The first case is a classic example of what "change in circumstances" means and why it is required for a petition in family court to withstand a motion for dismissal. It also is interesting insofar as it may have created new law.
The second case is an example of the need to both appear for support proceedings and to produce financial disclosure.
Idlefonso v. Booker
Issues: Anger Management; Best Interests; Change in Circumstances; Credibility; Custody; Domestic Violence; Evidence; Jail; Mental Illness; Visitation; Witnesses
Cited statutes: FCA Art. 6
I often feel that the Third Department considers too little on an appeal. Here's a case where they may have considered too much.
The parties were unmarried and had two children. The mother filed for sole legal custody of both children and was awarded this relief upon the father's failure to appear in court. About an hour later, the father appeared in court and, upon learning what had happened, he filed a petition seeking to modify the order of custody made only an hour before.
After a hearing, the court dismissed the father's petition for failing to demonstrate a change in circumstances.
The father appealed.
You really can't make this stuff up, can you? This case is so extreme, that it perfectly illustrates the concept of "change in circumstances". Remember, seeking a change in custody is a two-part process. The first part is in demonstrating a "change in circumstances" and then - only upon doing so - may you proceed to demonstrating "best interests". Here, the father was forced to show that IN THE COURSE OF A SINGLE HOUR, something occurred in the lives of the parties and children so as to create a change in circumstances. Short of the mother having just been pulled over and arrested for a crime, I am hard-pressed to figure out how the father could hope to demonstrate a change in circumstances. And this is no doubt how the trial court felt as well.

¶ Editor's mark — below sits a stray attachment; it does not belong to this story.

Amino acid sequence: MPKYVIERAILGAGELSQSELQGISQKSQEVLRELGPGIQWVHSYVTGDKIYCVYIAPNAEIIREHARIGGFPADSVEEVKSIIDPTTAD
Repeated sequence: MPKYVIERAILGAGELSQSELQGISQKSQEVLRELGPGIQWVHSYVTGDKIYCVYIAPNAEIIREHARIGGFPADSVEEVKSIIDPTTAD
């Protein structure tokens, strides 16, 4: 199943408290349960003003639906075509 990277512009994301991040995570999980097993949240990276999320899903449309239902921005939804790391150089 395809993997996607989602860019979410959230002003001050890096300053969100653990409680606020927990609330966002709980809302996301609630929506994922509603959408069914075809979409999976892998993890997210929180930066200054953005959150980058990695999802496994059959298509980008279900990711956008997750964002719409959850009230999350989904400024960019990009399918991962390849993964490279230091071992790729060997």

The better option for the father - given the fact that only A SINGLE HOUR had passed since the order seeking to be modified was issued - was to have moved to vacate the order on the father's default judgment. However, the Third Department notes that even had the father done this, the record illustrates that the trial court inquired as to the father's failure to appear and found his excuse wanting.
While the father contended that the court failed to award him any visitation with his children, HIS OWN PETITION FAILED TO ASK FOR THIS RELIEF! You don't get if you don't ask. However, even granting the father the benefit of liberality of the pleading, the court found that the father's serious and untreated mental health issues and anger management problems - among other things - was enough for the court to find that it was "not in these children's best interests to have any contact with him whatsoever". Furthermore, there was testimony as to the father's animosity toward the mother with "domestic violence incidents during which the children were present - some of which led to the father's conviction of various crimes and his incarceration".
So, the Third Department has made hay out of this appeal. Remember: the father never moved to vacate the order - but the Third Department states that even if he had, and the court had denied the motion, the Third Department would have affirmed an order denying the motion. Okay. Remember: the father asked only for custody but the Third Department states that even if the father had asked for visitation, it would have affirmed an order denying the father visitation.
However, what bothers me the most is the penultimate sentence of this decision: "In our view, the evidence was sufficient to establish exceptional circumstances, and we discern no abuse of Family Court's discretion in determining that visitation with the father would be inimical to the children's well-being." First off, what the hell does that even mean!? For me, the strong language strikes an ominous tone since it seems to be extraneous to the decision. Remember: there was no need for the Third Department to make these far-reaching conclusions, given the circumstances! All the Third Department had to do was write a shorter decision affirming the trial court's order. Instead, it went much further than that.